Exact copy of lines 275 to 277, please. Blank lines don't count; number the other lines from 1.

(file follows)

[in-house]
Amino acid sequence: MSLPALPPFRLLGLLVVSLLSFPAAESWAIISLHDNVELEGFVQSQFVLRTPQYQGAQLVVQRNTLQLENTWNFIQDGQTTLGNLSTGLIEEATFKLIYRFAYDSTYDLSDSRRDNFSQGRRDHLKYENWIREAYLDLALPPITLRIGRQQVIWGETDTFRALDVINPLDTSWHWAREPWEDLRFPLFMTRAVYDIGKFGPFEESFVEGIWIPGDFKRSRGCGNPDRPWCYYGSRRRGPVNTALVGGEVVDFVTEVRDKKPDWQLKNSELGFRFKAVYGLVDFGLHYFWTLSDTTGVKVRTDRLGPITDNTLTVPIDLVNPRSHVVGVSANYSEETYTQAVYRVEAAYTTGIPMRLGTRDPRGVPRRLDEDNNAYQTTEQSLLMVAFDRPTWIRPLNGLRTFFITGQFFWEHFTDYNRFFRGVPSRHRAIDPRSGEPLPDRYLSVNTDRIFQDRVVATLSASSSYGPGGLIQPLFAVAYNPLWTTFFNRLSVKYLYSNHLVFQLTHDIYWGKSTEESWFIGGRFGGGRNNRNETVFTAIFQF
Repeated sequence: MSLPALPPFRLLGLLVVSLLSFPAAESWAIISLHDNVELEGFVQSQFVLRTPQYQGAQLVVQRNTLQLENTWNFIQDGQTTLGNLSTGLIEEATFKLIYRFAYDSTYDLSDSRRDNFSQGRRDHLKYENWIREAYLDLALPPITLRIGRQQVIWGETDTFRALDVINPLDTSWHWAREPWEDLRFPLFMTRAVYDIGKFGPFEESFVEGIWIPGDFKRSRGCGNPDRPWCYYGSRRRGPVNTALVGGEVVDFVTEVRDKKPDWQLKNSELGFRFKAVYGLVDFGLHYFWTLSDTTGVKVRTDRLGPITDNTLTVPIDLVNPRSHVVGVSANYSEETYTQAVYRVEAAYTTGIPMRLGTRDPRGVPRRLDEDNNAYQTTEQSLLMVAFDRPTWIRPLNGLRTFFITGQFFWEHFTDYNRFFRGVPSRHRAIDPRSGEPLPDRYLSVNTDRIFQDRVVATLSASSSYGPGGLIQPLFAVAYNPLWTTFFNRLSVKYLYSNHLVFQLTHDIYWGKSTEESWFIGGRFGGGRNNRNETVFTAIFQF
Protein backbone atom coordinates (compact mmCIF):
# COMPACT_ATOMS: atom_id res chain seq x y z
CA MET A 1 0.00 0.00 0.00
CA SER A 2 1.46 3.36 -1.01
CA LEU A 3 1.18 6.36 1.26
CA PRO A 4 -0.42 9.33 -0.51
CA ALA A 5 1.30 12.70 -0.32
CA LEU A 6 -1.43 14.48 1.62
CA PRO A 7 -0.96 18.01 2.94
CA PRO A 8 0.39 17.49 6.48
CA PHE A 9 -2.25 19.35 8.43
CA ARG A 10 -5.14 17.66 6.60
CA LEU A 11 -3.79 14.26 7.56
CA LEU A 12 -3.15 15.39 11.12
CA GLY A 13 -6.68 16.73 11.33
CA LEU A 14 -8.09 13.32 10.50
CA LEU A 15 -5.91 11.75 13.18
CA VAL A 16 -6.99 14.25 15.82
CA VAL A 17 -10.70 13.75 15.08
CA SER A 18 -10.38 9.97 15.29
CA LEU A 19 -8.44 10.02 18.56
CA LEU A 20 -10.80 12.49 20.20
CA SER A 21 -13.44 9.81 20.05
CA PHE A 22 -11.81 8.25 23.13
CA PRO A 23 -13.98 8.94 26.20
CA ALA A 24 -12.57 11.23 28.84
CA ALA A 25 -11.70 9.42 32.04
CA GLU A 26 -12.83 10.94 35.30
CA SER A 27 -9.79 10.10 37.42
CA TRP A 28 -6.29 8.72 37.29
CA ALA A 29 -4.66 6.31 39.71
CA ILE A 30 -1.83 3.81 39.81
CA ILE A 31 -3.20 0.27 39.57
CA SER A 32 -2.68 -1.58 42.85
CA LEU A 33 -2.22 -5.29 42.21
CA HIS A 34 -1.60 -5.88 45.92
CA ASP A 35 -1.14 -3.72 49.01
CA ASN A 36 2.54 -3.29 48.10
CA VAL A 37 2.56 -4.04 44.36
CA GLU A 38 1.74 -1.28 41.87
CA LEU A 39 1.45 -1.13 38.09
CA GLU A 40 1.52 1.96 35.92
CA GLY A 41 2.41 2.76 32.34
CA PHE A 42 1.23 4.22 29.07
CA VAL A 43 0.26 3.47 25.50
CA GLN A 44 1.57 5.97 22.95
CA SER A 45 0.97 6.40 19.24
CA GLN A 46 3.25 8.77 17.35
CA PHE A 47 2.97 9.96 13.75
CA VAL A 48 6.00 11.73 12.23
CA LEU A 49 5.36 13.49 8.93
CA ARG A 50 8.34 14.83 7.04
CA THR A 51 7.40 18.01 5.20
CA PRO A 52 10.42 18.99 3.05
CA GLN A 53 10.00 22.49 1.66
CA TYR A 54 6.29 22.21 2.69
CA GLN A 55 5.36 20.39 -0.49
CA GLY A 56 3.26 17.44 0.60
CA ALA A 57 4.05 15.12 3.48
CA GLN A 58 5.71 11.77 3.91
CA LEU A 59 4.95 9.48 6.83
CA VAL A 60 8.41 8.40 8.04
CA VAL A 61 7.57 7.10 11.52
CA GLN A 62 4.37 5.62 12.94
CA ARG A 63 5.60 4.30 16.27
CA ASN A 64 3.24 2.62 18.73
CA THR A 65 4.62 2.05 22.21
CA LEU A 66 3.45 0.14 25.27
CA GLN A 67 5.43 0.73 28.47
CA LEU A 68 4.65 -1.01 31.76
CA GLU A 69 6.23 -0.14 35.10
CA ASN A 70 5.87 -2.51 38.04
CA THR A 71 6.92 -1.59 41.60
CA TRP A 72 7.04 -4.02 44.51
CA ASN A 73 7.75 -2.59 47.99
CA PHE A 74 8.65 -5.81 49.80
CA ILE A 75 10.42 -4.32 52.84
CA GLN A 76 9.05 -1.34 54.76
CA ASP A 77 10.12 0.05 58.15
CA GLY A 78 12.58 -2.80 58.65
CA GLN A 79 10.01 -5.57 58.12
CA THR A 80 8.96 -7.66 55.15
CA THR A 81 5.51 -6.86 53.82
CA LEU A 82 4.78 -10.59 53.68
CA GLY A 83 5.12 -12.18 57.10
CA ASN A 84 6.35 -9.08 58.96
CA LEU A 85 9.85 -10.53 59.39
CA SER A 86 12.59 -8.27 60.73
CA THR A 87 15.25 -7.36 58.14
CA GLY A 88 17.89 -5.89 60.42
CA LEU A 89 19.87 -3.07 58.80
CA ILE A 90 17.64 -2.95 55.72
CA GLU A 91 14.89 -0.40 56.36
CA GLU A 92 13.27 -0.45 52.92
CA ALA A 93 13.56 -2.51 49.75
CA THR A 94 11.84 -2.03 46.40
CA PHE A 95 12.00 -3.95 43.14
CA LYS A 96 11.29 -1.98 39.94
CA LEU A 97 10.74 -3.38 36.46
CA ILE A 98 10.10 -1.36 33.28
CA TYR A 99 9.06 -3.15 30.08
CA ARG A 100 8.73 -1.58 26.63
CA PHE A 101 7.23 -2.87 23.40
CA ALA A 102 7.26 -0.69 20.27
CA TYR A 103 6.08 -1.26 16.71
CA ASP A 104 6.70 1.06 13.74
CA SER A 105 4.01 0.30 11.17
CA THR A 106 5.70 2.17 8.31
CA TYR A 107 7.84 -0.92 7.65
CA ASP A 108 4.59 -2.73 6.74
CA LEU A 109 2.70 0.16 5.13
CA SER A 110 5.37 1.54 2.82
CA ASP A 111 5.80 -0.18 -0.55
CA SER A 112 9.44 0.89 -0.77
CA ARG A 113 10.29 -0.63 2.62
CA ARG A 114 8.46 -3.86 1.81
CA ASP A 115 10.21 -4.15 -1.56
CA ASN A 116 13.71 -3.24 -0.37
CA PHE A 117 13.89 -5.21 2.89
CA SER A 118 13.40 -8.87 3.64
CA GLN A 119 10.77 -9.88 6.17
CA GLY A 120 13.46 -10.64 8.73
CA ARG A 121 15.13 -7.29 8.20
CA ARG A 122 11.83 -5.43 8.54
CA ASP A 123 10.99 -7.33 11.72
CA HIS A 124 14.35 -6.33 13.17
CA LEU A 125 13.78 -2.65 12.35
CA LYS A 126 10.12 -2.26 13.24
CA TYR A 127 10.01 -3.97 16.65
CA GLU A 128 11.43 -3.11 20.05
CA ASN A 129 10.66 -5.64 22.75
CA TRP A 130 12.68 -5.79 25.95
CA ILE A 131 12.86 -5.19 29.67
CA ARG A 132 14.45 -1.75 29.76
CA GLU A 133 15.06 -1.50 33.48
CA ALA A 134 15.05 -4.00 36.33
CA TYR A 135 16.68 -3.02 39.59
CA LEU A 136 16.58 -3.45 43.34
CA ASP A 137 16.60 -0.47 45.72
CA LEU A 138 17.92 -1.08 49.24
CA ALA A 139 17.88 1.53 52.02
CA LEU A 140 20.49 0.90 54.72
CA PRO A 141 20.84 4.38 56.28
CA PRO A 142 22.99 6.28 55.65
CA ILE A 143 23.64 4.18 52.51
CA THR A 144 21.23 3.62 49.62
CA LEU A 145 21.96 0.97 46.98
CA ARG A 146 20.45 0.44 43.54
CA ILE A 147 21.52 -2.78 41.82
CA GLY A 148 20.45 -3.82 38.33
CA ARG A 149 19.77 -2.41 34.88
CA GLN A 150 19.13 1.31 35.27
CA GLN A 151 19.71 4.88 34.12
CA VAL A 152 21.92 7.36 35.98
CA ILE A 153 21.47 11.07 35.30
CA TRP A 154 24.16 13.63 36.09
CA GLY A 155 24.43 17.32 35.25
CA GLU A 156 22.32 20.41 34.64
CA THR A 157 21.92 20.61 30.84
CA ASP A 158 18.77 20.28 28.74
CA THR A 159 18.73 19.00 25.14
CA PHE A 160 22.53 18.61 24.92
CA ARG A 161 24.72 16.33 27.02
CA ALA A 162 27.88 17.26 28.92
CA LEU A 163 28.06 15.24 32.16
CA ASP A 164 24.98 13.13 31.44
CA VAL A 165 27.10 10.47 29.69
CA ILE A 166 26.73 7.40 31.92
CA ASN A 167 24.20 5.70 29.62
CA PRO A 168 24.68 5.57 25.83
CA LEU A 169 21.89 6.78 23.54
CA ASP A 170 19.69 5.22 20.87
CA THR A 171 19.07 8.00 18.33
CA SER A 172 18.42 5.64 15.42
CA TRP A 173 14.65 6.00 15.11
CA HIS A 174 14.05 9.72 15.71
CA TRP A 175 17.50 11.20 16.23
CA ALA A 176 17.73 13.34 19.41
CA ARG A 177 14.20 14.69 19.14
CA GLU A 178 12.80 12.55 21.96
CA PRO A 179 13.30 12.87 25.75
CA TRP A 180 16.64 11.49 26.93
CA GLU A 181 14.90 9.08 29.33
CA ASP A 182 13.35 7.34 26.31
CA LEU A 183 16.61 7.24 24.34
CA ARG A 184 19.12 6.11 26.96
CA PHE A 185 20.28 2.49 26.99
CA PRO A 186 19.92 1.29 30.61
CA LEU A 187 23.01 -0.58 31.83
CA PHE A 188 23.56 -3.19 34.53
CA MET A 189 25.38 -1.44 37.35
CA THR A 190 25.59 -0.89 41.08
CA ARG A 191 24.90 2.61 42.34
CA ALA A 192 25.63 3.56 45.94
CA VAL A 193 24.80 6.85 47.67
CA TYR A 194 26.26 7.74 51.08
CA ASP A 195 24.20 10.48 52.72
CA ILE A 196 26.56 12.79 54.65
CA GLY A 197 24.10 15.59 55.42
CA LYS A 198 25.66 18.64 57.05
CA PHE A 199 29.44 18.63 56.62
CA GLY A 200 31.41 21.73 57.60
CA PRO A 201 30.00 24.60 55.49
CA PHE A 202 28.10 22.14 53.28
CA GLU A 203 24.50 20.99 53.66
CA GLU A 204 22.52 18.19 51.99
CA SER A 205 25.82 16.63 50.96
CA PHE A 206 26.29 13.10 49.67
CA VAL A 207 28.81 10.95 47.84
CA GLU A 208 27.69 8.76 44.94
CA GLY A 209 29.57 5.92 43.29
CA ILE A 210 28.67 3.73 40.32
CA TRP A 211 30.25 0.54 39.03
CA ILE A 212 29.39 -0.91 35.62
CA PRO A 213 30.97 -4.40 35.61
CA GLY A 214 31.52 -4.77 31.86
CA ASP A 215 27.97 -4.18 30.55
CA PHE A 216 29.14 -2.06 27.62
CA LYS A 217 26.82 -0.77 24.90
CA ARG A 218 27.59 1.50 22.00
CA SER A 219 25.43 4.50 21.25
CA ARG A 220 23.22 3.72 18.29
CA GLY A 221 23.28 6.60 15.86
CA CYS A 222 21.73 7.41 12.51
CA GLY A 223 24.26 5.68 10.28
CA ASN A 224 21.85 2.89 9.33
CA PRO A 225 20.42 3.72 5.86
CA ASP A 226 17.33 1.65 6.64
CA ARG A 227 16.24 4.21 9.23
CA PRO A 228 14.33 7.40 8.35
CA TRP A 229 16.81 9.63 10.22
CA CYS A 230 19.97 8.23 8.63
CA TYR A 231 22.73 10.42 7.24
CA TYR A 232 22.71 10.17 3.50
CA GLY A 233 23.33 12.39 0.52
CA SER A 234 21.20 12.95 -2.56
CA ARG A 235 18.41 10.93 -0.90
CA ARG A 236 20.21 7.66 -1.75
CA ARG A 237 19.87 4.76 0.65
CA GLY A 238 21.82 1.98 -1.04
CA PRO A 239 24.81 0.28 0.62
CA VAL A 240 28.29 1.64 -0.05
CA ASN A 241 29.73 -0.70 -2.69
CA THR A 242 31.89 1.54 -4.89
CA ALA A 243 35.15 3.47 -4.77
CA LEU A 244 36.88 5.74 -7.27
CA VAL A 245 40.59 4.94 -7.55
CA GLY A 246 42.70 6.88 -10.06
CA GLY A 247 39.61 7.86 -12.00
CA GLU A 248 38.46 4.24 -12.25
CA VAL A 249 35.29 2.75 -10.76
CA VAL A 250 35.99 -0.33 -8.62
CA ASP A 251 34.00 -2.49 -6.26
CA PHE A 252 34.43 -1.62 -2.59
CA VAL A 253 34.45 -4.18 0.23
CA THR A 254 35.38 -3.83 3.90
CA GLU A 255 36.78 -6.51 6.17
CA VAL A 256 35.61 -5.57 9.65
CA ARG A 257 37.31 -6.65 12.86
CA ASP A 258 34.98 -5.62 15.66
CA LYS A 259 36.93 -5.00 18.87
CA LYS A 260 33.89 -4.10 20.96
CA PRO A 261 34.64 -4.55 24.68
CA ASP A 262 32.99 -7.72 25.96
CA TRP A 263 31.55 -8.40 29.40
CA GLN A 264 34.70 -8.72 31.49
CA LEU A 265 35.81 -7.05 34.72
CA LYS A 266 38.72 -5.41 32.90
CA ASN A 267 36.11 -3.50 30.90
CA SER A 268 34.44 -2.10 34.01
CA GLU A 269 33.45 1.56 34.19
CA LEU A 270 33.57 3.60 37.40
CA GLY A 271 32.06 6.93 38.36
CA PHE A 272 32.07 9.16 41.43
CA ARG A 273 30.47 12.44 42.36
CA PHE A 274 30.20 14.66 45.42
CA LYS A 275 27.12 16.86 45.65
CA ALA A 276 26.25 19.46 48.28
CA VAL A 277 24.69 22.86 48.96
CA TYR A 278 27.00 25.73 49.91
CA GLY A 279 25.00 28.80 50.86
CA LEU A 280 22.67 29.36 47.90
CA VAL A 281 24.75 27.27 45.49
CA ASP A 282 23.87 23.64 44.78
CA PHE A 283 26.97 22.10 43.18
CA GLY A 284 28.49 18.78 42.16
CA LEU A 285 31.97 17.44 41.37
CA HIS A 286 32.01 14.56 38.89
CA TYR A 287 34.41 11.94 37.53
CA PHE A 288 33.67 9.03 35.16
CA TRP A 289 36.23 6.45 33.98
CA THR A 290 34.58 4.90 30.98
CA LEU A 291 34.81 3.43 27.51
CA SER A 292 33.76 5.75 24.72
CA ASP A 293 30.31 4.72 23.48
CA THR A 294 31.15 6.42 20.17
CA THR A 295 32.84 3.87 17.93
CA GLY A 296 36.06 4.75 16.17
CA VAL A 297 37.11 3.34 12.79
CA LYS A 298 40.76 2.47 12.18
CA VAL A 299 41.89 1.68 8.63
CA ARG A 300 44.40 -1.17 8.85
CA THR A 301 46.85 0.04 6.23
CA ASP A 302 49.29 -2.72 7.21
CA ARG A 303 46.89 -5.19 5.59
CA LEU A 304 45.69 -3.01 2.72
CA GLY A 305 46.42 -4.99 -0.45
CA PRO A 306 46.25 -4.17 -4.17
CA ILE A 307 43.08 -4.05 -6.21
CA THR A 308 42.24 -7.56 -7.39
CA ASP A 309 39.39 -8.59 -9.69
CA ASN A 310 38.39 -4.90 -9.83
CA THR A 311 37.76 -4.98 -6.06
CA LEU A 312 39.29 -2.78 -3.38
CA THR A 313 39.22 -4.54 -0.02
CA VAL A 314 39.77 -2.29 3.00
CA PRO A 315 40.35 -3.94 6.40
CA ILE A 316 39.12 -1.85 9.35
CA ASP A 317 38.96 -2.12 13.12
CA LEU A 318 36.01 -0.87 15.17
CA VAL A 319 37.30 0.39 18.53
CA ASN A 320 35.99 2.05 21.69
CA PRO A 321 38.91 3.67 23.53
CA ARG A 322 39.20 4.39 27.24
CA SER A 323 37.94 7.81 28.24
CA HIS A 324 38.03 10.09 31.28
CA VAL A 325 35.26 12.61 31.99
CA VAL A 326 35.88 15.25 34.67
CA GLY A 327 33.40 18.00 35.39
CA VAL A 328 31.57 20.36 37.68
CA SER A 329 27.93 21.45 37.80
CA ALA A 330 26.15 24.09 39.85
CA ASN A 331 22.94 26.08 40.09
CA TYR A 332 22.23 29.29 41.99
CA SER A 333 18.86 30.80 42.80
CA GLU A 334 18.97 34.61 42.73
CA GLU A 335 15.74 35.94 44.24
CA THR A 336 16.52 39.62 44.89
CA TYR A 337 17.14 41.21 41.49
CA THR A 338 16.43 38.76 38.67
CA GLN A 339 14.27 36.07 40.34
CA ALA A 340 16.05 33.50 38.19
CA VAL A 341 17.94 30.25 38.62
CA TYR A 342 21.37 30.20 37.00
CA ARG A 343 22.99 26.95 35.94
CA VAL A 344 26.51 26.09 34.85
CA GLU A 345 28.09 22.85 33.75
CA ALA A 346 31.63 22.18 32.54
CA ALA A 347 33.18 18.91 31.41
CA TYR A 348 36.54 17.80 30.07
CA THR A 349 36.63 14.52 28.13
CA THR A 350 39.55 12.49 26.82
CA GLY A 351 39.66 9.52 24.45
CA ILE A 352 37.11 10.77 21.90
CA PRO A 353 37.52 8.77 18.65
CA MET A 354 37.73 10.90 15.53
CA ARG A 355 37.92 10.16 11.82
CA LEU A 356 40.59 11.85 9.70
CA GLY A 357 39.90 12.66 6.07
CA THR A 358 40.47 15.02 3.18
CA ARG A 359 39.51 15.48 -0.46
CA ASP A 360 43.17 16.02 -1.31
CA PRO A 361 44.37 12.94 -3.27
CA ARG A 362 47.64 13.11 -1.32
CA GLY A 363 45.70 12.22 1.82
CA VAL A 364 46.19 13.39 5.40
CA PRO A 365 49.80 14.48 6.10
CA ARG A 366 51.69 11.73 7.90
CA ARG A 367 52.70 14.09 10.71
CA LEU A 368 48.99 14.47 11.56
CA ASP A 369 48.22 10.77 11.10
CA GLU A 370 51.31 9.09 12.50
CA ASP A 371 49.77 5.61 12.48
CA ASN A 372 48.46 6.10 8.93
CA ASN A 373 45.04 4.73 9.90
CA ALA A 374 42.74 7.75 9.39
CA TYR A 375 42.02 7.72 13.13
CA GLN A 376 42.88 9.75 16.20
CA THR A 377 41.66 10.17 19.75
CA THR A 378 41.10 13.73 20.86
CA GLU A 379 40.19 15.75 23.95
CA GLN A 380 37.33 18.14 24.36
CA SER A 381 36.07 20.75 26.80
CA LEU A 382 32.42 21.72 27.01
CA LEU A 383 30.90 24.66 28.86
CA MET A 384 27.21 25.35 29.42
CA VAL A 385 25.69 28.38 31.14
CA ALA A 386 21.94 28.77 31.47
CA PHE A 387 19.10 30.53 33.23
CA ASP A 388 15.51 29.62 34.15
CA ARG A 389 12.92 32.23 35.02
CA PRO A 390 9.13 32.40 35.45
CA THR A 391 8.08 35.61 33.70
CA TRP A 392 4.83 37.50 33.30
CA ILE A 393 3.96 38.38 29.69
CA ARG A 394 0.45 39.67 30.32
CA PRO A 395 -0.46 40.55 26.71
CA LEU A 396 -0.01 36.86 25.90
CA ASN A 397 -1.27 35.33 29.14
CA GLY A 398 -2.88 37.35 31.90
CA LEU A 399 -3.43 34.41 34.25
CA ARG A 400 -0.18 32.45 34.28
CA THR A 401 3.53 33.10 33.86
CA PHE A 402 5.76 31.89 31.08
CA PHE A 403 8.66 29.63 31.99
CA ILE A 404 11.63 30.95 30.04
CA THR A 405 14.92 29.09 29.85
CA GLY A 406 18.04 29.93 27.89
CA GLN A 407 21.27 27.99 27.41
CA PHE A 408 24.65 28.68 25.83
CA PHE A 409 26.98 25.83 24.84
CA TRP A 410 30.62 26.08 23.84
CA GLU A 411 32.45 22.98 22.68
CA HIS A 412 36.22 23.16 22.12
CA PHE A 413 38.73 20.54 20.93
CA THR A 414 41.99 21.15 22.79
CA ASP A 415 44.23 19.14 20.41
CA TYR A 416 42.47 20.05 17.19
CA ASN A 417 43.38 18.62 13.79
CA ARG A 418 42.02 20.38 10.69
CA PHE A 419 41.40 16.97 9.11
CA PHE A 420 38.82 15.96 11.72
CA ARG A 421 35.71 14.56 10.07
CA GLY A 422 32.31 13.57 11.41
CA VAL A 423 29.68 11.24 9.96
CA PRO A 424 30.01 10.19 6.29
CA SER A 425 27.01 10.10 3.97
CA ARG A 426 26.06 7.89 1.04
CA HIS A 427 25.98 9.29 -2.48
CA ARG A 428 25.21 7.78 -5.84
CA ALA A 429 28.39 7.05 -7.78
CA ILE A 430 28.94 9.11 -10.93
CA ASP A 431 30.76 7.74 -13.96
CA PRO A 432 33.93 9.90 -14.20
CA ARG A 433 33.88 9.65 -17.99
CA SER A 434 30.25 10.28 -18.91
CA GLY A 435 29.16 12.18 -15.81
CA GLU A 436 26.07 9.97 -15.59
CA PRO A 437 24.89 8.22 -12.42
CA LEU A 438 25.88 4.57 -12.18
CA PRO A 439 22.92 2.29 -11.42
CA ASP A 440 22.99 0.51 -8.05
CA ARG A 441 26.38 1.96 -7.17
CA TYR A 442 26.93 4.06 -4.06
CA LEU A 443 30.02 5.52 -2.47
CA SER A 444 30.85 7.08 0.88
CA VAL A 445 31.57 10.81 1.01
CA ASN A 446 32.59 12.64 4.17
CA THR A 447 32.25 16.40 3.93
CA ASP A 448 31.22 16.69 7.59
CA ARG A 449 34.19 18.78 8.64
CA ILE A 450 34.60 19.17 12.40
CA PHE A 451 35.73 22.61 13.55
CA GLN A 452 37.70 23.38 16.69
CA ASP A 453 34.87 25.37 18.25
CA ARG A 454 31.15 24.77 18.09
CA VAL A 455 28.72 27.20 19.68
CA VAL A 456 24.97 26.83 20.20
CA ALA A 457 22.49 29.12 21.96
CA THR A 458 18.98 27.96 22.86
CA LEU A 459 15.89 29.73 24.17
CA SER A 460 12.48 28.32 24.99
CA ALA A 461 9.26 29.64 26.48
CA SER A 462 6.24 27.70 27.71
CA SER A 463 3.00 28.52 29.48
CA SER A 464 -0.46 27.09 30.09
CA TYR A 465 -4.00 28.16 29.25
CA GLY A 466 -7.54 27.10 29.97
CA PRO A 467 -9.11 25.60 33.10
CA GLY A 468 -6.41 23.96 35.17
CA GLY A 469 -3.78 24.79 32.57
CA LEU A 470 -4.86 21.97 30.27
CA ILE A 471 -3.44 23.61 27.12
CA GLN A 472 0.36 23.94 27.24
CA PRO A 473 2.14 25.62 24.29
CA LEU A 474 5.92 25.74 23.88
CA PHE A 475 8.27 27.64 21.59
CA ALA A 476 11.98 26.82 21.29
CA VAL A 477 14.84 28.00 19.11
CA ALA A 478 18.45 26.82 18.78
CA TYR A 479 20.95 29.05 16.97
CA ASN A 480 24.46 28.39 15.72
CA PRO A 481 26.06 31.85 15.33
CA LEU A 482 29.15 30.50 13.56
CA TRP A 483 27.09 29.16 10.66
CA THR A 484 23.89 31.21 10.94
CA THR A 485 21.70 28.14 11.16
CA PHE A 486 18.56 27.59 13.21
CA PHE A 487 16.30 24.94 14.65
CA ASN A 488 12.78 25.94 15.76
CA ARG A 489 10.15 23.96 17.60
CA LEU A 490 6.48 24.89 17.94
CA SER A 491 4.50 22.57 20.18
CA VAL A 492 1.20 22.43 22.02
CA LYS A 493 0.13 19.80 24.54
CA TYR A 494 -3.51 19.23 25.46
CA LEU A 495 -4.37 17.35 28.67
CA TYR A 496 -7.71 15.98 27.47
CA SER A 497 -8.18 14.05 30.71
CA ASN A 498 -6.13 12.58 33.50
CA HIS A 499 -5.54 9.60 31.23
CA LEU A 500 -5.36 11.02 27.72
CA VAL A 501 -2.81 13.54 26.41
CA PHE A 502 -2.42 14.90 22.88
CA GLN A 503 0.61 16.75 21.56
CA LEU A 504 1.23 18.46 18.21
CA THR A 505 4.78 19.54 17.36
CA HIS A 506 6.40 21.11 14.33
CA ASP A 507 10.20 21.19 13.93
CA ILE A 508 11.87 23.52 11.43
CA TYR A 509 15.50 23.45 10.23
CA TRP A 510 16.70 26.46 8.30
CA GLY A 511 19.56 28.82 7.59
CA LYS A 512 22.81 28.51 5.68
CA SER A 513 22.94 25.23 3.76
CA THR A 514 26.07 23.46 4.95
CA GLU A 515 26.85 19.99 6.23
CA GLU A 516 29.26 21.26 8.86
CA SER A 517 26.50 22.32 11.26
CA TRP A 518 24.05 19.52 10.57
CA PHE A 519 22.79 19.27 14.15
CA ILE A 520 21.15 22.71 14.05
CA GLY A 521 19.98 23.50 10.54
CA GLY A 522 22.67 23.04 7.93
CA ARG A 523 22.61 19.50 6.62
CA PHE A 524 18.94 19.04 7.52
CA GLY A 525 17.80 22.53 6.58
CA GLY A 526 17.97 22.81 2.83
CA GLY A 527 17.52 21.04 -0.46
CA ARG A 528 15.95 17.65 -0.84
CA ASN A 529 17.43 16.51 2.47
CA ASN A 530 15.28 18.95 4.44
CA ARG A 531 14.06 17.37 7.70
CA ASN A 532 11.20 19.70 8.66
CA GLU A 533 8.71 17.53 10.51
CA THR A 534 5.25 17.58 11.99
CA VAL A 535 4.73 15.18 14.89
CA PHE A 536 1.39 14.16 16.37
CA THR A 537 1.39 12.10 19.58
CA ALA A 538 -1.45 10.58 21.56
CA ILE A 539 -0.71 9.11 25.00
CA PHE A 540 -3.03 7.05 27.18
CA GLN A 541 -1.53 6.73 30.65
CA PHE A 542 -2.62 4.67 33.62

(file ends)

CA LEU A 270 33.57 3.60 37.40
CA GLY A 271 32.06 6.93 38.36
CA PHE A 272 32.07 9.16 41.43